THE BLOG

The Global Gag Rule: A Political Game With Severe Consequences For Women's Lives

24/01/2017 09:07 GMT | Updated 24/01/2017 09:46 GMT
Evan Vucci/AP

President Trump's rush to reinstate of the Mexico City Policy (aka the Global Gag rule), which directs the United States Agency for International Development (USAID) to withhold USAID funds from NGOs that engage in a wide range of abortion related activity should not be a shock. It's hardly a surprise that Trump is no progressive, and in re-applying the gag he is simply following a tradition whereby Republican administrations adopt the policy and Democratic administrations rescind it.

The Global Gag rule was enacted by Republican President Ronald Reagan in 1984, although the policy has it's roots in the period immediately post Roe v Wade, when overseas organisations were banned from "promoting abortion as a method of family planning". Democratic President Bill Clinton untied the Gag in January 1993. It was reinstated in January 2001 as Republican President George W. Bush took office, and rescinded on January 23, 2009, three days after Democratic President Barack Obama took office.

It's a political game, played by administrations, that has severe consequences for women's lives. USAID is a massive sponsor of international family planning programmes, including International Planned Parenthood Federation and Marie Stopes International, and millions of women rely on these NGOs and on organisations like them, for far more than family planning methods. In some areas of the Global South, they are the only health care structure that exists. The last time the Global Gag was applied other donors were mobilised to help fill the funding gap. This time it's doubtful that many of them can scale up in the same way. Many European governments are already under pressure to cut overseas aid.

The action shows the extent to which abortion is seen, not as a fundamental healthcare necessity for women, but as a plaything for politicians who want to posture and demonstrate their traditional, conservative commitments.

Those of us who believe that women should be able to decide for themselves how to plan their families; those of us who see abortion as a legitimate and necessary part of healthcare; and, who believe that the morals and values of women throughout the world should be decided by them individually and not dictated by funders, need to raise our voices now.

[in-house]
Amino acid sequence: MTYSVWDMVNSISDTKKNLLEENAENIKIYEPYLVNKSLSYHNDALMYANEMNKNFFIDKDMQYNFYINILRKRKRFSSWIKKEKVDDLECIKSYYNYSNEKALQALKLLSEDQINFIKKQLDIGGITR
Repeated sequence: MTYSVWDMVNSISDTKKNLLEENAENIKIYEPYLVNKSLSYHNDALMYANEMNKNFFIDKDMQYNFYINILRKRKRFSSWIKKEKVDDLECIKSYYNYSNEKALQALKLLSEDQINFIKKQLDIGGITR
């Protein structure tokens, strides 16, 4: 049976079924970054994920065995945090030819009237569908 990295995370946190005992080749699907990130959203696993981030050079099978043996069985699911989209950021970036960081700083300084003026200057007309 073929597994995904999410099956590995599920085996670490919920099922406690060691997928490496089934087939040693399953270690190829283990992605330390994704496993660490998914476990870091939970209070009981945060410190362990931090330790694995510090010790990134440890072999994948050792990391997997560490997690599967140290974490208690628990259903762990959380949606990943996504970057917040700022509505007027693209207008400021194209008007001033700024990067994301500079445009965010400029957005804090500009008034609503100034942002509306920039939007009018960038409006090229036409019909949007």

It's not just Trump who is the problem. Every donor who refuses to accept that abortion IS a necessary part of health care, and cannot be set apart from other methods of birth control, must be challenged. Abortion is integral to family planning because, although it is not always possible to prevent pregnancy, with the right skills and equipment, it is almost always possible to end pregnancy safely. Creating an expectation that women should plan families but denying them safe ways to do it, is simply, immoral. Abortion is a necessary back-up to contraception for a woman to have confidence that sex will not result in a baby. It's simple to understand, and just as simple to provide - when politics doesn't get in the way.‎

So when we are condemning Trump for denying funding for abortion, let's bear in mind that his approach is not novel. The Melinda Gates Foundation is just one of many donors that one might expect to be sympathetic to women's needs - but also refuses to fund abortion-related projects around the world. To be fair to Mrs Gates, unlike Reagan, Bush and Trump, she doesn't deny her funded NGOs the right to accept abortion-funding from elsewhere - but she does give credence to their idea that abortion is unnecessary and wrong. As did President Obama when he dropped abortion from his healthcare reform.

Politicians will only stop treating abortion as a separate and negotiable part of healthcare when we stop allowing them to do it.

Yes, we should rail against Trump - but we save some ire for those who we might expect to do better, and who we might now expect to review their own prejudices to distance themselves from him.